Sweden cuts its main interest rate on eurozone fears
Sweden has cut interest rates for the first time since July 2009, blaming the eurozone debt crisis.
The main interest rate was cut by 25 basis points to 1.75%.
"The weak development of the economy in the euro area is having a dampening effect on the Swedish economy," the country's central bank, the Riksbank said in a statement.
It also said Swedish exporters had seen a drop in orders and forecast that exports would fall sharply next year.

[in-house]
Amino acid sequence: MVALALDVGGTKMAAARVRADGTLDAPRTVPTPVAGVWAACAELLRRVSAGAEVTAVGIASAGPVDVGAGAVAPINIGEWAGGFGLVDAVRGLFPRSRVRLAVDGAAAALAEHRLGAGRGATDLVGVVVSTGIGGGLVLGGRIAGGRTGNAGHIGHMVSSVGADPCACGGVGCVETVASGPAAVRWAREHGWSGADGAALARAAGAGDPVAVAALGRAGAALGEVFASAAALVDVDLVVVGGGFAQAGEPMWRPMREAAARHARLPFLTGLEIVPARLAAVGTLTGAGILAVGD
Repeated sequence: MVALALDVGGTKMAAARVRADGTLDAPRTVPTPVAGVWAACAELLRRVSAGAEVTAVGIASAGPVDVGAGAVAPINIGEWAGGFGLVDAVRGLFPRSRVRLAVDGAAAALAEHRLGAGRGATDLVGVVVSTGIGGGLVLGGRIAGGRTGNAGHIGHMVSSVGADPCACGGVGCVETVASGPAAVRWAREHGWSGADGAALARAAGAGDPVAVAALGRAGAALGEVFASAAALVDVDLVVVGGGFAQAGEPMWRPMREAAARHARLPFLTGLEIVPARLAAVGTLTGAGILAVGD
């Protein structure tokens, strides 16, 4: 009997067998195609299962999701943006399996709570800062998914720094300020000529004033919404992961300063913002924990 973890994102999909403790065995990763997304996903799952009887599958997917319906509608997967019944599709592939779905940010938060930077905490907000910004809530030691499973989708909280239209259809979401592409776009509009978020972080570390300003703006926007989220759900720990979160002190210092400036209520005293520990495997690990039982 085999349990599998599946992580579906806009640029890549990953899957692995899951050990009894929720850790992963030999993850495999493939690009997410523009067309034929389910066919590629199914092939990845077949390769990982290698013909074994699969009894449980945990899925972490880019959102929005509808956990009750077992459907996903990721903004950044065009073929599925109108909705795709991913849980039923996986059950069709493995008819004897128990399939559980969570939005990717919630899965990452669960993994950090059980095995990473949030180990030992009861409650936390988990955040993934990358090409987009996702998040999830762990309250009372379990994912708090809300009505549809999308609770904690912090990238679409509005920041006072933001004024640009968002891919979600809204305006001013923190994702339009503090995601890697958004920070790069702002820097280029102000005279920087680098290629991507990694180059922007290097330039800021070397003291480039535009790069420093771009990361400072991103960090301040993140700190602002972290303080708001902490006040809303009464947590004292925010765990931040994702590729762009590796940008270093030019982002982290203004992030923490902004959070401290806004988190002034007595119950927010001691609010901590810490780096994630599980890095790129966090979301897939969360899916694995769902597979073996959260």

The eurozone is a key market for Sweden, accounting for more than half of its exports.
"Expectations were for a more substantial cut to the outlook. We see another couple of cuts in the first half of next year taking us down to 1.25%," said Carl Hammer, chief currency strategist at SEB.
The move surprised many experts, because the Riksbank's rate setters had noted in the minutes of their October meeting that they expected no rate change until 2012.
The bank has held rates since July 2011 after previously pursuing a policy of gradual rate rises.
"One should not pay much attention to the fact that they say that they are now done with cutting. They are reluctant cutters and they will keep lowering the repo rate next year, it's just a question of time," said Par Magnusson, an analyst at Royal Bank of Scotland.